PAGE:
Friday, March 23, 2012

Graham Parker & The Shot: Break Them Down 2 X 7" (1985)

To help pass the time till the start of Graham Parker's Big Year (more details HERE) MRML is going to dig into the bulging 'GP stuff' folder, to bring you wide-ranging section of rarities, bootlegs and out-of-print wonders. We've covered Chairman Parker extensively before (see HERE) and will continue to do so....

Here's a rare 2 X 7" from the fantastic 1985 album, Steady Nerves.

A1 Break Them Down (edit)
B1 Everyone's Hand is on the Switch
C1 Bricks and Mortar
D1 Too Much Time to Think

NOTE TO READERS: the following rarity is in .m4a format, which plays fine on MediaMonkey and iTunes but still irritates some people. Anybody with a mp3 rip please let me know.

GP fans - what do you make of this '85 era rarity? Do you wanna hear more Parker rarities? Let us know in the COMMENTS section (which is where you'll find the Break Them Down 2 X 7" link).

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Bloodshot Records



  1. GP fans - what do you make of this '85 era rarity?
    What do you think of the the Steady Nerves album?
    Let us know in the COMMENTS section, right here!

  2. My extractor broke this out as MP3 files straightaway, and they sound great. Dig that metallic Eighties drum sound!

  3. great stuff...i joined the Kickstarter for the Parker project way back when, and just got an update that late Spring is still the target.....saw the man last year, here outside Boston, at a little arts place, and he was wife had seen him almost every time he came to Boston from 1976-82, and she loved him this time, acoustic and joking, so he clearly STILL has the the blog! Jim

  4. exquisite . . . keep 'em coming.

  5. Thanks for this Jeffen! This was the first GP album I got when it was new. Here is my Amazon review of it:

    3.0 out of 5 stars Give it 3.5 stars... with some brilliant moments, August 22, 2007
    By J. Rosenberg "pop culturalist" (Portland, Oregon) - See all my reviews

    This review is from: Steady Nerves (Audio CD)
    While I don't fully agree with the previous reviewer's boundless enthusiasm for this album, I can understand him feeling that way, as its high points are certainly among the better moments of GP's mid-period career, but in retrospect it is the sound of sonic compromise symptomatic of so much '80s music. This was an awkward period for Graham, shuffling between labels (this was his only album on Elektra) as you can see from the cover pic but NOT the artist listing on this reissue, he was trying to start another band, a sequel to the Rumour called The Shot, again featuring the brilliant guitarist Brinsley Schwartz. But the sound of the album is beset by mid-'80s synthesizers and robotic Linn drums. Personally I can't stand "The Weekend's Too Short", it sounds like a desperate bid for airplay -- I can't believe I'm typing this, but I'd rather hear Loverboy's "Working for the Weekend" than this awkward rocker. I'd say the highlights are "Mighty Rivers," a great uptempo love song (despite those awful splashy synths), "Wake Up (Next to You)", a great neo-soul ballad that someone ought to cover today. The topical "Break Them Down" was also a brave opener for a record in 1985 -- major labels really frowned on political commentary then. There are some other nice moments "When You Do That To Me" and "Canned Laughter," and "Black Lincoln Continental" is interesting too.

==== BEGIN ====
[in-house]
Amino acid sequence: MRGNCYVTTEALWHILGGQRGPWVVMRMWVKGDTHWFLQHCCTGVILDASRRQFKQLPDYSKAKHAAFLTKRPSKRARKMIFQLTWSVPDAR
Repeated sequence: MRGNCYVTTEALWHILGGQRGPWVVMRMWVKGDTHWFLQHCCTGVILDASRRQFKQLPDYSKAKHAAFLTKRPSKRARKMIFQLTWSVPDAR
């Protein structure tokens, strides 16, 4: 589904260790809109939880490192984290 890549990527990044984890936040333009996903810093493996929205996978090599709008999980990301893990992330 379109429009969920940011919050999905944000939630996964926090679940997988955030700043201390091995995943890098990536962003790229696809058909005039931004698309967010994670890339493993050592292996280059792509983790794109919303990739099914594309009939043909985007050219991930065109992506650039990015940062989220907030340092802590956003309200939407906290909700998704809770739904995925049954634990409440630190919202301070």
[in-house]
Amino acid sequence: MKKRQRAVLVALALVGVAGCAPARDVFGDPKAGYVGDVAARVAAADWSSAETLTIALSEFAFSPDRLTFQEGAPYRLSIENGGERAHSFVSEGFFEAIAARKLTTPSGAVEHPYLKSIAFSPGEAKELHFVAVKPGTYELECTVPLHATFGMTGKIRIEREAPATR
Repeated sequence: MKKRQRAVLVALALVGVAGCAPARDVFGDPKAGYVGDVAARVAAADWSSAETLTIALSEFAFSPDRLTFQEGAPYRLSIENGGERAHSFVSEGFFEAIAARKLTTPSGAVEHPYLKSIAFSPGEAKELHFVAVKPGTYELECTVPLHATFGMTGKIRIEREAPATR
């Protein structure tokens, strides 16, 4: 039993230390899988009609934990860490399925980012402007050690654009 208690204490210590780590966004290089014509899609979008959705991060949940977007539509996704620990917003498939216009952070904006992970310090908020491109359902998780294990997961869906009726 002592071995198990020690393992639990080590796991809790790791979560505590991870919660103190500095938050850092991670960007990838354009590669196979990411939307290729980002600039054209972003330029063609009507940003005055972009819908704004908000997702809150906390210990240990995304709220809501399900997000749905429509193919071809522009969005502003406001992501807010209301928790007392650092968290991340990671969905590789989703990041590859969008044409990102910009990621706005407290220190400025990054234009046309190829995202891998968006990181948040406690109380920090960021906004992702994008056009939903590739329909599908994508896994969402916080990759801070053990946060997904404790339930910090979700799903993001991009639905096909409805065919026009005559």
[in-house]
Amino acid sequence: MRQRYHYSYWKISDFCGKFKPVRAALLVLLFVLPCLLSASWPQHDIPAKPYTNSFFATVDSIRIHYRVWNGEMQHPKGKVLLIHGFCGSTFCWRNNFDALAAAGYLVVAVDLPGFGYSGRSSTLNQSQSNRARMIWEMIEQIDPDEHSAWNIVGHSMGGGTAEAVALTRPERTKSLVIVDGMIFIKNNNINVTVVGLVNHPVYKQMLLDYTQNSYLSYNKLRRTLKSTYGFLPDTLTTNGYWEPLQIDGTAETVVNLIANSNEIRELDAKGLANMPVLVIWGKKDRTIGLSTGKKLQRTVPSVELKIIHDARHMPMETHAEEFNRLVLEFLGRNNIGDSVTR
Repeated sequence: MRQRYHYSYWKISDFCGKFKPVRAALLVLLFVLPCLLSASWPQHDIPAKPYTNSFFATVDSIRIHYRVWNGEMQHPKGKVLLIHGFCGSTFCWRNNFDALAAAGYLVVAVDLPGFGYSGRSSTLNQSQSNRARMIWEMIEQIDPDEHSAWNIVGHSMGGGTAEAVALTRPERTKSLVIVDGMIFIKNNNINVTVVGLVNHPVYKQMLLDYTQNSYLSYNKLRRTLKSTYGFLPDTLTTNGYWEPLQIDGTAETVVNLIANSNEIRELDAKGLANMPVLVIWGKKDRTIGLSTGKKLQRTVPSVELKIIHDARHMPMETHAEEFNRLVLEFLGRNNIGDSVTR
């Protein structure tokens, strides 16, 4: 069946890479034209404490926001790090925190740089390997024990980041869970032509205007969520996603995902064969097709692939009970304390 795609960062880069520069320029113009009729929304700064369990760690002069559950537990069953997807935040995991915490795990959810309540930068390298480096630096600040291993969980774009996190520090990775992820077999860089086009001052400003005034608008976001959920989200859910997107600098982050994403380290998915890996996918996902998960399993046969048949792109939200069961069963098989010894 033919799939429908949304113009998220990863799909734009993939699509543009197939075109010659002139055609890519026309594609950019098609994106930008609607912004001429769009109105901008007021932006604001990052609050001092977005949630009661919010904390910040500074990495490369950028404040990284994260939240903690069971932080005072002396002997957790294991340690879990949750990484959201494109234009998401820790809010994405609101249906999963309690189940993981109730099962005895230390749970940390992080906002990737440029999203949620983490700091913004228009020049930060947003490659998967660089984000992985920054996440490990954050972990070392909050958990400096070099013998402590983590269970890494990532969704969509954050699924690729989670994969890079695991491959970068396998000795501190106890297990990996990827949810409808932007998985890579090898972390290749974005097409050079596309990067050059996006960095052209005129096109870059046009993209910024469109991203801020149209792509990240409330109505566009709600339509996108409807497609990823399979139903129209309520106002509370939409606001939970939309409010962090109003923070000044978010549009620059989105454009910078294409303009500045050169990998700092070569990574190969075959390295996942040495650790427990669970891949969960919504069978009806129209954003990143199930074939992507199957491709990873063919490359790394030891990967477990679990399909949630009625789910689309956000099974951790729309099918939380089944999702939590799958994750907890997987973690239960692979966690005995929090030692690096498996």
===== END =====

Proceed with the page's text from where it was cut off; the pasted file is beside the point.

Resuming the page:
Yes, Squeezing Out Sparks is the acknowledged classic, but I'd also urge anyone getting into GP to include his first two albums, Howlin' Wind and Heat Treatment, in your investigations. They are closer to Van Morrison than Elvis Costello, if you know what I mean -- rootsy and organic and soulful but still rocking, instead of the smoother sound he developed for Sparks and which reaches perhaps its glossy peak in the sound of this album, before his retreat into more organic textures in the excellent Mona Lisa's Sister and Struck By Lightning albums to come.

  6. Hey I read that when I was getting this post ready - nice work!


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